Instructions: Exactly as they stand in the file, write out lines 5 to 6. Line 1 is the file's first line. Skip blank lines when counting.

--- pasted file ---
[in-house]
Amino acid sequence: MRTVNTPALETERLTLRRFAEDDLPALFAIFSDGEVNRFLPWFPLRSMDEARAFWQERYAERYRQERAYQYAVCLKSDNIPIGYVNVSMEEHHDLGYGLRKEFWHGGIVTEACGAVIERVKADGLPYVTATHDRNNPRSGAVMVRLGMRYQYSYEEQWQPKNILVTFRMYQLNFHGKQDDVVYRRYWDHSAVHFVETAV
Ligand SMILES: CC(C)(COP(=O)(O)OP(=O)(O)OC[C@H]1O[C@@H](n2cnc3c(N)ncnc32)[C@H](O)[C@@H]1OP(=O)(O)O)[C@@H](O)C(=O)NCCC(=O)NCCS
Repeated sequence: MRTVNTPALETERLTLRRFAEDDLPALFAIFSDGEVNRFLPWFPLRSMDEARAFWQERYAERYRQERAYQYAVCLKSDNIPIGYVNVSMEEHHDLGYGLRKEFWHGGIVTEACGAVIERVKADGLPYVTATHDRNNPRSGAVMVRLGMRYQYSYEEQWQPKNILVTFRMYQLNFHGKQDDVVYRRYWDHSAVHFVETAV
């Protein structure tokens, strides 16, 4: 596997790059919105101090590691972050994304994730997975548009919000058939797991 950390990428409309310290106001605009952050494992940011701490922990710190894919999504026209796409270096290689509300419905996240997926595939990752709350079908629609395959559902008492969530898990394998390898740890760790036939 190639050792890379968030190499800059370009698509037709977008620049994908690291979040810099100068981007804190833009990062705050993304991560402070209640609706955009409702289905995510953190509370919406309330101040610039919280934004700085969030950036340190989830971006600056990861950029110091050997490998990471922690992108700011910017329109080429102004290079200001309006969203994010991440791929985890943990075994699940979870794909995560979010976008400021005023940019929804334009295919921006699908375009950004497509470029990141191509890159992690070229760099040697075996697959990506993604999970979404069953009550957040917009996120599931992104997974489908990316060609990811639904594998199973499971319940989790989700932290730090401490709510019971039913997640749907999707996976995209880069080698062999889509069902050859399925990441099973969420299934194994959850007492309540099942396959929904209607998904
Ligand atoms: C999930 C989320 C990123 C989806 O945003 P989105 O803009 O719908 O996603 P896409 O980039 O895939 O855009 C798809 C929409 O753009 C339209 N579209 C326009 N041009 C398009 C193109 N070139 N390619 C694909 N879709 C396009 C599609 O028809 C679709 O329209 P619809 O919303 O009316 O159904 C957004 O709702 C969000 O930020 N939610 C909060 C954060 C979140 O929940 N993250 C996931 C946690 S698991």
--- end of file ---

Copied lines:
């Protein structure tokens, strides 16, 4: 596997790059919105101090590691972050994304994730997975548009919000058939797991 950390990428409309310290106001605009952050494992940011701490922990710190894919999504026209796409270096290689509300419905996240997926595939990752709350079908629609395959559902008492969530898990394998390898740890760790036939 190639050792890379968030190499800059370009698509037709977008620049994908690291979040810099100068981007804190833009990062705050993304991560402070209640609706955009409702289905995510953190509370919406309330101040610039919280934004700085969030950036340190989830971006600056990861950029110091050997490998990471922690992108700011910017329109080429102004290079200001309006969203994010991440791929985890943990075994699940979870794909995560979010976008400021005023940019929804334009295919921006699908375009950004497509470029990141191509890159992690070229760099040697075996697959990506993604999970979404069953009550957040917009996120599931992104997974489908990316060609990811639904594998199973499971319940989790989700932290730090401490709510019971039913997640749907999707996976995209880069080698062999889509069902050859399925990441099973969420299934194994959850007492309540099942396959929904209607998904
Ligand atoms: C999930 C989320 C990123 C989806 O945003 P989105 O803009 O719908 O996603 P896409 O980039 O895939 O855009 C798809 C929409 O753009 C339209 N579209 C326009 N041009 C398009 C193109 N070139 N390619 C694909 N879709 C396009 C599609 O028809 C679709 O329209 P619809 O919303 O009316 O159904 C957004 O709702 C969000 O930020 N939610 C909060 C954060 C979140 O929940 N993250 C996931 C946690 S698991």